Four Machine Learning Methods to Predict Academic Achievement of College Students: A comparison Study




The present study investigates the prediction of academic achievement (high vs. low) through four machine learning models (learning trees, bagging, Random Forest and Boosting) using several psychological and educational tests and scales in the following domains: intelligence, metacognition, basic educational background, learning approaches and basic cognitive processing. The sample was composed by 77 college students (55% woman) enrolled in the 2nd and 3rd year of a private Medical School from the state of Minas Gerais, Brazil. The sample was randomly split into training and testing set for cross validation. In the training set the prediction total accuracy ranged from of 65% (bagging model) to 92.50% (boosting model), while the sensitivity ranged from 57.90% (learning tree) to 90% (boosting model) and the specificity ranged from 66.70% (bagging model) to 95% (boosting model). The difference between the predictive performance of each model in training set and in the testing set varied from – 2.60% to 23.10% in terms of the total accuracy, from -5.60% to 27.50% in the sensitivity index and from 0% to 20% in terms of specificity, for the bagging and the boosting models respectively. This result shows that these machine learning models can be used to achieve high accurate predictions of academic achievement, but the difference in the predictive performance from the training set to the test set indicates that some models are more stable than the others in terms of predictive performance (total accuracy, sensitivity and specificity). The advantages of the tree-based machine learning models in the prediction of academic achievement will be presented and discussed throughout the paper.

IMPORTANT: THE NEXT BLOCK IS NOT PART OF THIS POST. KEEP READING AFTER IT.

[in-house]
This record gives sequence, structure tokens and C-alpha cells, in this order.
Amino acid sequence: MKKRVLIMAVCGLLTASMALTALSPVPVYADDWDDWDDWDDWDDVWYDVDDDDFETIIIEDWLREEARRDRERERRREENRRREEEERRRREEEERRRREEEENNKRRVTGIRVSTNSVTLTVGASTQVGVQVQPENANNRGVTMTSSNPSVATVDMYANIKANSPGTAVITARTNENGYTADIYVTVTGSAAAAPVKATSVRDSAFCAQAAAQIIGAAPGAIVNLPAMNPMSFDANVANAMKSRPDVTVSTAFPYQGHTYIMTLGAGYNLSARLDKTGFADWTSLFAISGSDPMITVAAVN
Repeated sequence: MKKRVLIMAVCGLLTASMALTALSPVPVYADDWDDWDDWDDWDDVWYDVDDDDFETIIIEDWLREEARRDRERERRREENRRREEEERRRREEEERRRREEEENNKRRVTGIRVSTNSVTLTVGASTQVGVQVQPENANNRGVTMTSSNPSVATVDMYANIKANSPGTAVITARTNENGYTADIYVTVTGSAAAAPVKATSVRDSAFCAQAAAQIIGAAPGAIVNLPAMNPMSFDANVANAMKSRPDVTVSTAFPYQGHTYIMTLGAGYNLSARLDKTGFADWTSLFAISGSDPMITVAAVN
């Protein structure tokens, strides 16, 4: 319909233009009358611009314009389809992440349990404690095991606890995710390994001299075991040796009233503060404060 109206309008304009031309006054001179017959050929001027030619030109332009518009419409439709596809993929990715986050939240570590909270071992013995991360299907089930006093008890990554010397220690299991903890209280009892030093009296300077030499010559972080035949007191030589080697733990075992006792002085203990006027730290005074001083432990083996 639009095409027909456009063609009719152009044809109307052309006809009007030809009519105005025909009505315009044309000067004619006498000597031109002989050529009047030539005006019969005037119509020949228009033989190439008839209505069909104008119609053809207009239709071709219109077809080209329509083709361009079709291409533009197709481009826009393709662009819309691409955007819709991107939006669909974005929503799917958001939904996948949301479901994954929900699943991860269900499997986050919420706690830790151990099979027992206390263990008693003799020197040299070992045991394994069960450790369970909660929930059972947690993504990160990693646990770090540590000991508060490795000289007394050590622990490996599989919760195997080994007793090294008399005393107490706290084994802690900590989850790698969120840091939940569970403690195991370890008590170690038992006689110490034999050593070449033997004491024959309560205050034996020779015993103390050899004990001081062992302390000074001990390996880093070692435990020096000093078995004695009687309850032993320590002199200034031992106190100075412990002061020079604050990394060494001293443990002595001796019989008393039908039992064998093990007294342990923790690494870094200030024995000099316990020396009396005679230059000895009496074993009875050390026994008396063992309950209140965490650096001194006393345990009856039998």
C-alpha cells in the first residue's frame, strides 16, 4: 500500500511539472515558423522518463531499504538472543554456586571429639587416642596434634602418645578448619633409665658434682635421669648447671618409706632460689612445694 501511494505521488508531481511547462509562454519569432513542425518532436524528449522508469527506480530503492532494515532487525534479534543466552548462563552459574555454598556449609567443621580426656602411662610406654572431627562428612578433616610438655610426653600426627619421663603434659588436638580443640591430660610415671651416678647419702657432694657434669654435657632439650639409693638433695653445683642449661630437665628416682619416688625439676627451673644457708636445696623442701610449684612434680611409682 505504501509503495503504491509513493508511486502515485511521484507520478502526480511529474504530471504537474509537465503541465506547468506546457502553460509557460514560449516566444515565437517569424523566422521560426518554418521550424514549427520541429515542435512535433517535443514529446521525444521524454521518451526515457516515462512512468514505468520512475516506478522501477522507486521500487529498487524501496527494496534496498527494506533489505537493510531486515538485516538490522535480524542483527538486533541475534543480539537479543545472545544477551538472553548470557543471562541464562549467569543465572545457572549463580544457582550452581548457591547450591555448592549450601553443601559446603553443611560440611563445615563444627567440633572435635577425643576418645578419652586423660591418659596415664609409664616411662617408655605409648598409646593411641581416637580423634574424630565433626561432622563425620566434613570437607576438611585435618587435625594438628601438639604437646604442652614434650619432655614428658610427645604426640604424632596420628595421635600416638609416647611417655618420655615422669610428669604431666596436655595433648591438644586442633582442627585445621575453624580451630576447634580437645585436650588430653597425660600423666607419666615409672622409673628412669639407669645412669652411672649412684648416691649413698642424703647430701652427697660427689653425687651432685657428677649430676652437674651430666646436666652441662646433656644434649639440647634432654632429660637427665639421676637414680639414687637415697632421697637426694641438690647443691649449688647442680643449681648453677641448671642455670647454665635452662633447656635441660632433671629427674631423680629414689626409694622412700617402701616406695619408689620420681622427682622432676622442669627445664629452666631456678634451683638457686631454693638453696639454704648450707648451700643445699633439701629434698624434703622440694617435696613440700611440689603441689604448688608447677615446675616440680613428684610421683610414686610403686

Higher Education; Machine Learning; academic achievement; prediction.


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